Fools’ Names, Fools’ Faces

What do Bill Bennett and James Carville, Louis Farrakhan and Gennifer Flowers, Don Imus and Bill Moyers have in common? They all wish Andrew Ferguson had never heard of them. For ten years, Ferguson has prowled the fever swamps of American celebrity in search of frauds and mountebanks, and he has not been disappointed. This is “celebrity journalism” of an unusually high – and skewed and entertaining – order.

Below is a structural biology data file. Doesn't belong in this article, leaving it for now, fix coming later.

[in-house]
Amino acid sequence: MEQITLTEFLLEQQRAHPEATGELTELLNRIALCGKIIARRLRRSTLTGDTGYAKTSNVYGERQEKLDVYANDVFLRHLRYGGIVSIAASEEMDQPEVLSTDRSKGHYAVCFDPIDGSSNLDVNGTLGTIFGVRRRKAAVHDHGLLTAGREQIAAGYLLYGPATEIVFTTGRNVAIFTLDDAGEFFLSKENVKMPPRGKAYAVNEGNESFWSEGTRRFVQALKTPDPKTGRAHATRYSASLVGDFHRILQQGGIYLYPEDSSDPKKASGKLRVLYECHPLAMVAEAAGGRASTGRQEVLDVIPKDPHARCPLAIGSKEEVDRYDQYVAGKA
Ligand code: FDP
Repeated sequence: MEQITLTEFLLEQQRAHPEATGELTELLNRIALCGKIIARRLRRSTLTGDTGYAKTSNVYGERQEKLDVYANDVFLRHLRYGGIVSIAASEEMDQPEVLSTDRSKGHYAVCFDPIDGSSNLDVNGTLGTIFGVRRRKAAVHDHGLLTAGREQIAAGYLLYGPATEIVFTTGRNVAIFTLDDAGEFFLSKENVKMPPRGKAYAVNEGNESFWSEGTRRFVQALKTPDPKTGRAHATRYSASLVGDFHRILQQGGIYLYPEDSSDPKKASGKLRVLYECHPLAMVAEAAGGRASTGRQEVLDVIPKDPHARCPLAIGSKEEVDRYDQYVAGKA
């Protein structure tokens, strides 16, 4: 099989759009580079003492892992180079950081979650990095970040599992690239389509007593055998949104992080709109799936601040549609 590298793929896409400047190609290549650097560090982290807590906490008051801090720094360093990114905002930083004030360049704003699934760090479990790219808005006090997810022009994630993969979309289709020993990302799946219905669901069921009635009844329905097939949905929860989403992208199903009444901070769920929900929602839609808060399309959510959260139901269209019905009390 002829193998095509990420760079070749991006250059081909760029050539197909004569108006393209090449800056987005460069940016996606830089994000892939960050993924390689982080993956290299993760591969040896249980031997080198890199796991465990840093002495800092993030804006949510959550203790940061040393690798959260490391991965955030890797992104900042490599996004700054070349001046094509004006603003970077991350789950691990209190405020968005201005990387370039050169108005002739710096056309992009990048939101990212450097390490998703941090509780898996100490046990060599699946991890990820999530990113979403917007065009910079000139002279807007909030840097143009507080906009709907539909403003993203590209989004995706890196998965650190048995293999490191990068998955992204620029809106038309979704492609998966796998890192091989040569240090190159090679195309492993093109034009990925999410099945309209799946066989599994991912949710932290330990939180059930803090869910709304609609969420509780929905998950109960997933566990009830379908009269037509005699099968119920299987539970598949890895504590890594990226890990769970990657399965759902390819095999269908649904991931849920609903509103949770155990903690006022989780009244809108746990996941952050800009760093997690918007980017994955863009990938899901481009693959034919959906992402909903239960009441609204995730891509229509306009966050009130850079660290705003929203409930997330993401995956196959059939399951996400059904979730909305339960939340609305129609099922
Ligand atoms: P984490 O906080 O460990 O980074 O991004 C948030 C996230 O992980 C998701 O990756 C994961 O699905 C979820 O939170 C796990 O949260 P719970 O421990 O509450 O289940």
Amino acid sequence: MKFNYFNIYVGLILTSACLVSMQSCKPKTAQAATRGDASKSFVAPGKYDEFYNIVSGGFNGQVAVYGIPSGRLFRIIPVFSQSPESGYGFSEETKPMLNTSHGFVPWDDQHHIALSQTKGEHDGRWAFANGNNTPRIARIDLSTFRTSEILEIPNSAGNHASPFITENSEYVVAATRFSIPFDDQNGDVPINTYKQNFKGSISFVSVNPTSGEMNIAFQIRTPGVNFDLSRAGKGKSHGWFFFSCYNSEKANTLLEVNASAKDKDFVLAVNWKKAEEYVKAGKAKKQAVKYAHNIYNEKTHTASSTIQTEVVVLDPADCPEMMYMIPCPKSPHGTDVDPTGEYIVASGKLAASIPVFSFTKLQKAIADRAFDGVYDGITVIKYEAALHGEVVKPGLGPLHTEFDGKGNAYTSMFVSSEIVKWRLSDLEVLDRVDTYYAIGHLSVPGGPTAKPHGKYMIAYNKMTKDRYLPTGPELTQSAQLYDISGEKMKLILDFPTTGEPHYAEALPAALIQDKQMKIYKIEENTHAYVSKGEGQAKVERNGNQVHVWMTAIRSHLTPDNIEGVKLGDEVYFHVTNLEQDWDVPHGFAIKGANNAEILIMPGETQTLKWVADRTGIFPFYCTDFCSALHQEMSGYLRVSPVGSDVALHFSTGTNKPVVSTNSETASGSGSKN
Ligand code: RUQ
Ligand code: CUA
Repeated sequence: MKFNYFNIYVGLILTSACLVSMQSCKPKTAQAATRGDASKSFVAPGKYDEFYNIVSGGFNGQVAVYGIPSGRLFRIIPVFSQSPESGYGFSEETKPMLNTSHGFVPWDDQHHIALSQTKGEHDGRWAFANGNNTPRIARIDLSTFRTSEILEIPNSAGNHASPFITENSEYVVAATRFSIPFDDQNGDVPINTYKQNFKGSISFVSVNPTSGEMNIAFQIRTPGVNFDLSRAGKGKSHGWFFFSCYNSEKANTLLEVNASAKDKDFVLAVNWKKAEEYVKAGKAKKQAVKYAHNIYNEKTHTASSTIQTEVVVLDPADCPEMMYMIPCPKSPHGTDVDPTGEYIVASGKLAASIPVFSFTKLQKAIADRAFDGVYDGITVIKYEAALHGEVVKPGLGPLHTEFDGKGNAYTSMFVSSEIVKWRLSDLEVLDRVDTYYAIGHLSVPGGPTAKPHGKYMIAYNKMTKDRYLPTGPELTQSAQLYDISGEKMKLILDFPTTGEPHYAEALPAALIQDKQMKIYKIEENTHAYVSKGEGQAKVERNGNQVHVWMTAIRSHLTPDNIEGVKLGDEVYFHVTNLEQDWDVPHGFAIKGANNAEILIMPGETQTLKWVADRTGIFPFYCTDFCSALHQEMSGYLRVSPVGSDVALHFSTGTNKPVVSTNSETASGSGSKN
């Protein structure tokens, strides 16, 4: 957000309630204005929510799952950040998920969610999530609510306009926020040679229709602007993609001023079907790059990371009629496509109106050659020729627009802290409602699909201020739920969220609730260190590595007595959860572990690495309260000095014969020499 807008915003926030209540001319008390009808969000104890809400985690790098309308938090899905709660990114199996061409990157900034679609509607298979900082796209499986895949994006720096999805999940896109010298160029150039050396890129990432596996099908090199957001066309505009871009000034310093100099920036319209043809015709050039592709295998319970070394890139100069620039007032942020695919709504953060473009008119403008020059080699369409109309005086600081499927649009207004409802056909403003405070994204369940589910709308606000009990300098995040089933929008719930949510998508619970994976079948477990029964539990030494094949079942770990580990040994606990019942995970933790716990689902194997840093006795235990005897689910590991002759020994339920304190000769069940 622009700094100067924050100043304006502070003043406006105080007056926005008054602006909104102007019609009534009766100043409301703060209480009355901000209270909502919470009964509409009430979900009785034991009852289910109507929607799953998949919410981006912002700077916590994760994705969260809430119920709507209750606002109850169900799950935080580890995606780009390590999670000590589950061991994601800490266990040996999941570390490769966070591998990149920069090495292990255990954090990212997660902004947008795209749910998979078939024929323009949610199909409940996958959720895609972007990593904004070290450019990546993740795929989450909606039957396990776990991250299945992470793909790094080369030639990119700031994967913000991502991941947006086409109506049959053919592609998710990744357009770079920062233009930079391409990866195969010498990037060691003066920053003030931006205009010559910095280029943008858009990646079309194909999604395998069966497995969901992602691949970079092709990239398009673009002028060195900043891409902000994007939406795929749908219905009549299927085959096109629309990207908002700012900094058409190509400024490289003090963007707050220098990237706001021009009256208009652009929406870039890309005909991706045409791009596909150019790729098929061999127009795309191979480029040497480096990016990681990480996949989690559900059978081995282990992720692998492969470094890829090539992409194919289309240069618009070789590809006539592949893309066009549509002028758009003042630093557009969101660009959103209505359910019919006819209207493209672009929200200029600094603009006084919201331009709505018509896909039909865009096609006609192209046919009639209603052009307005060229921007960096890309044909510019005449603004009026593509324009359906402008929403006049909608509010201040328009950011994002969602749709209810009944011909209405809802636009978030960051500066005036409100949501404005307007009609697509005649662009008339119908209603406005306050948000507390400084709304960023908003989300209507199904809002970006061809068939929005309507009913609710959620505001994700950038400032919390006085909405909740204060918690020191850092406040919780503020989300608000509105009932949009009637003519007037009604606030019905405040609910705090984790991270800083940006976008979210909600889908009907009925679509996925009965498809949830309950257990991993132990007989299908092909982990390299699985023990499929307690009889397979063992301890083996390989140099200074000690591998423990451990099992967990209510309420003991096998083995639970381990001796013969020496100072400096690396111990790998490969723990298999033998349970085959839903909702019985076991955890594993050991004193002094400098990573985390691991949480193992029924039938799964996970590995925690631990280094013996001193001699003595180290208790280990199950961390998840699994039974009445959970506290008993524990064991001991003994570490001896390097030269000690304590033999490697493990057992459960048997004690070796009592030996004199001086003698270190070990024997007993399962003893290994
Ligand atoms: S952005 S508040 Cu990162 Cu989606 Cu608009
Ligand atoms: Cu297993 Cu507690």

But Ferguson also takes his readers beyond mere celebrity to examine the larger social trends and enthusiasms of this hyper-accelerated age. In Fools’ Names, Fools’ Faces, his first collection of essays, he dissects (and sometimes becomes a reluctant participant in) the quintessentially American fads that the ’90s have forced upon us.